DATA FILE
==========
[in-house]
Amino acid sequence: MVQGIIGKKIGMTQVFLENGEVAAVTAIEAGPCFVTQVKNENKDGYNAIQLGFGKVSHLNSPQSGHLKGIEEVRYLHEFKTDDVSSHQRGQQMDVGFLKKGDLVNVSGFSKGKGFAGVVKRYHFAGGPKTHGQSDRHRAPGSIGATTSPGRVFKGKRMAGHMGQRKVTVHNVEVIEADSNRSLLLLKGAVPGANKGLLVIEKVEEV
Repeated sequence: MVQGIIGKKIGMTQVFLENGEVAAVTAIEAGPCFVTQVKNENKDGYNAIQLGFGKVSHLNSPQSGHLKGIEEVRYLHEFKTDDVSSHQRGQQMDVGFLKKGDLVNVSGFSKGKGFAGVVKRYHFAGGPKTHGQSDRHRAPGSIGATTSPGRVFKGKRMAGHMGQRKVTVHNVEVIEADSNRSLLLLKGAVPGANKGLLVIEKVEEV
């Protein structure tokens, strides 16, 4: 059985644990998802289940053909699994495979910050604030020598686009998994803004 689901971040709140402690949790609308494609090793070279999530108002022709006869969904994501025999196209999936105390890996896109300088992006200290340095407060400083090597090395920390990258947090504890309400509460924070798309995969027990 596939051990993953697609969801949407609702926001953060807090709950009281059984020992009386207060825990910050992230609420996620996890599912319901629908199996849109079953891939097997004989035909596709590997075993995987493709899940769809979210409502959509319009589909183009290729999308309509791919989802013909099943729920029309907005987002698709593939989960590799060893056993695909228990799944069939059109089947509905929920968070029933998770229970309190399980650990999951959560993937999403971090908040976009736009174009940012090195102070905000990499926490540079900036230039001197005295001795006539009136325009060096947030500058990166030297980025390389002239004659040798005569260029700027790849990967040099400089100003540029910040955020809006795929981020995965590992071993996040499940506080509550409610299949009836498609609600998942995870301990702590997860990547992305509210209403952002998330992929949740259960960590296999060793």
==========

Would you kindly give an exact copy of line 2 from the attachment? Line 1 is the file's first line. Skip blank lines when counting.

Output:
Amino acid sequence: MVQGIIGKKIGMTQVFLENGEVAAVTAIEAGPCFVTQVKNENKDGYNAIQLGFGKVSHLNSPQSGHLKGIEEVRYLHEFKTDDVSSHQRGQQMDVGFLKKGDLVNVSGFSKGKGFAGVVKRYHFAGGPKTHGQSDRHRAPGSIGATTSPGRVFKGKRMAGHMGQRKVTVHNVEVIEADSNRSLLLLKGAVPGANKGLLVIEKVEEV